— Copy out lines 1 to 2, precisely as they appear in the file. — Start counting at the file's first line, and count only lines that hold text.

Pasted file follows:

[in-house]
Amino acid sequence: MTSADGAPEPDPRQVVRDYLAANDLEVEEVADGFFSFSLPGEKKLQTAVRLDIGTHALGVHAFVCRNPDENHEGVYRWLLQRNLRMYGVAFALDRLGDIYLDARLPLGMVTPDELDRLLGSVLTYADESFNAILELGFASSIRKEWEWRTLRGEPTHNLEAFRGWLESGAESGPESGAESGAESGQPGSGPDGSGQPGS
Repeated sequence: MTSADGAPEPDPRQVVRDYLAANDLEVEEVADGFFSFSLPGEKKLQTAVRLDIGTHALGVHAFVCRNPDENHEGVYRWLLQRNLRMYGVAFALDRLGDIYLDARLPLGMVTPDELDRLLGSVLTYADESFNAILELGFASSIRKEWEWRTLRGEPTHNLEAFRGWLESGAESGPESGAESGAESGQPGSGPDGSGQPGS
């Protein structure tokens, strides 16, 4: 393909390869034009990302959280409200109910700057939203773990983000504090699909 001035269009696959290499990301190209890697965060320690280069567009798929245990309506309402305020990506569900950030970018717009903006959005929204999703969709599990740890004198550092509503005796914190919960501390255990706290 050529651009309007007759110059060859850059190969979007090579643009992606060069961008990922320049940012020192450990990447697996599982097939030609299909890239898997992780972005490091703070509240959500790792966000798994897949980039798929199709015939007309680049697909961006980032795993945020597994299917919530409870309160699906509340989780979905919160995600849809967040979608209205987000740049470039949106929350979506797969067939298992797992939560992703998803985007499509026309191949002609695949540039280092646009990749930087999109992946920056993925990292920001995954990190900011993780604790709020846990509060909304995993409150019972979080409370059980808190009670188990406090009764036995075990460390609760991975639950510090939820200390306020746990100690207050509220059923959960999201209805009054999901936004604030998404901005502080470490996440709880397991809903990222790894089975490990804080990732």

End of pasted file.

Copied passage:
[in-house]
Amino acid sequence: MTSADGAPEPDPRQVVRDYLAANDLEVEEVADGFFSFSLPGEKKLQTAVRLDIGTHALGVHAFVCRNPDENHEGVYRWLLQRNLRMYGVAFALDRLGDIYLDARLPLGMVTPDELDRLLGSVLTYADESFNAILELGFASSIRKEWEWRTLRGEPTHNLEAFRGWLESGAESGPESGAESGAESGQPGSGPDGSGQPGS